Saturday, June 7, 2008

Community Consultative Process close-up, 7.000.000,00 meticais!!!!!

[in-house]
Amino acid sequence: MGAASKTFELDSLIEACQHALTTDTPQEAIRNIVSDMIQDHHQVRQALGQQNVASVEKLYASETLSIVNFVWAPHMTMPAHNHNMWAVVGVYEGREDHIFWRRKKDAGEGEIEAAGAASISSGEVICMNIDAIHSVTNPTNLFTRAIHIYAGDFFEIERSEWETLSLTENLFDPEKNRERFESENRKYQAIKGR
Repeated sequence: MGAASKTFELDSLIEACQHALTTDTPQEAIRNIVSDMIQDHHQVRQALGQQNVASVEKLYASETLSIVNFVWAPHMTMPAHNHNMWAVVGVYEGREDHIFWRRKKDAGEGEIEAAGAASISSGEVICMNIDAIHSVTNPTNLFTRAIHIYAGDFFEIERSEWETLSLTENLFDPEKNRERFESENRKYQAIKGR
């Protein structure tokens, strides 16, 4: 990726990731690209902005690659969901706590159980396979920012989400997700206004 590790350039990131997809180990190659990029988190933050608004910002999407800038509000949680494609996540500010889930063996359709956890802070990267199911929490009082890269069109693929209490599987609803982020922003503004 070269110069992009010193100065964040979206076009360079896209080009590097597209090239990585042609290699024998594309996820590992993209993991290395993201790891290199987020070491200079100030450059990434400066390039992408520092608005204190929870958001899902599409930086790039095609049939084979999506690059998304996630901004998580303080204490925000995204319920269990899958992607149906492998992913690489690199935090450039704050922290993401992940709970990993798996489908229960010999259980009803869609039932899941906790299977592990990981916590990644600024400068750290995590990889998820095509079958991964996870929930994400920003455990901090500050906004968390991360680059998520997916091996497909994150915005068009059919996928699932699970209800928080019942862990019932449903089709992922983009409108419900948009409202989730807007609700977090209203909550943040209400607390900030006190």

There’s a centrally funded project where the government gives 7 million meticais to each district in order to run its own savings and loan type scheme with soliciting of proposals for rural development projects to be funded and then awarding funds as a loan to be paid back in x time. Thanks to Philip and his contacts, I was invited to attend the meeting for my district of Govuro where they decided where to give part 2 of this year’s loan money, 3.500.000,00 meticais, roughly $140,000.00US. The meeting lasted from 9am to about 8pm. Actually it started 10 or 10:30 when the District Administrator showed up fashionable late as usual. This was very interesting for me to see. The District Advisory Council which decides the grants is made up of important types from all over the district, including ex-military soldiers dressed in their uniforms even though the war ended long ago, and old guys and other random important people. I was surprised at how well they discussed and stewarded the funds but in the end they caved and gave the bulk of the money to where the head honcho people wanted it to go. The conflicts of interest were RAMPANT. Also, the “Technical Committee” picked a short list of about 15 proposals out of 120 and the rest of the District Advisory Committee essentially only discussed the short list. The rest of the proposals got a hearing that consisted of hearing the name of the person requesting and a categorical description of the project and amount requested. “John Doe. Fishing. 150.000,00Mts. Application DOA” after all that hard work. But this naming of names makes sense because they don’t have the resources to chase people down if someone uproots themselves and takes off with the money. So they make sure that someone in the committee can vouch for the identity and character of the person requesting the money. This process was interesting for me because the Mozambican Land Law allows for community ownership of land and thus relies on community leaders to do the negotiations with foreign investors interested in developing on the community land. Quite an investor’s nightmare since it ought to take so long, I think, but it does mean that the local community gets to benefit from the use of their land resources, which is only fair.

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